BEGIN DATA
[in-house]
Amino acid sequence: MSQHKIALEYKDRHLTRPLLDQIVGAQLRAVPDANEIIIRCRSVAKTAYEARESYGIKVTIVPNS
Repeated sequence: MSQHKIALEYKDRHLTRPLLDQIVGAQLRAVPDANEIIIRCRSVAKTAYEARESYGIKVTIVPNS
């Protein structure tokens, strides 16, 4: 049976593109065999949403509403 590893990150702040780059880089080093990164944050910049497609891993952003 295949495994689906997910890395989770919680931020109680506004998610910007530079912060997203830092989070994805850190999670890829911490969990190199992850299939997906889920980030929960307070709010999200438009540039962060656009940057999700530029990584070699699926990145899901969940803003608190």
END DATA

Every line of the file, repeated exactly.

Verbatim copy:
[in-house]
Amino acid sequence: MSQHKIALEYKDRHLTRPLLDQIVGAQLRAVPDANEIIIRCRSVAKTAYEARESYGIKVTIVPNS
Repeated sequence: MSQHKIALEYKDRHLTRPLLDQIVGAQLRAVPDANEIIIRCRSVAKTAYEARESYGIKVTIVPNS
């Protein structure tokens, strides 16, 4: 049976593109065999949403509403 590893990150702040780059880089080093990164944050910049497609891993952003 295949495994689906997910890395989770919680931020109680506004998610910007530079912060997203830092989070994805850190999670890829911490969990190199992850299939997906889920980030929960307070709010999200438009540039962060656009940057999700530029990584070699699926990145899901969940803003608190």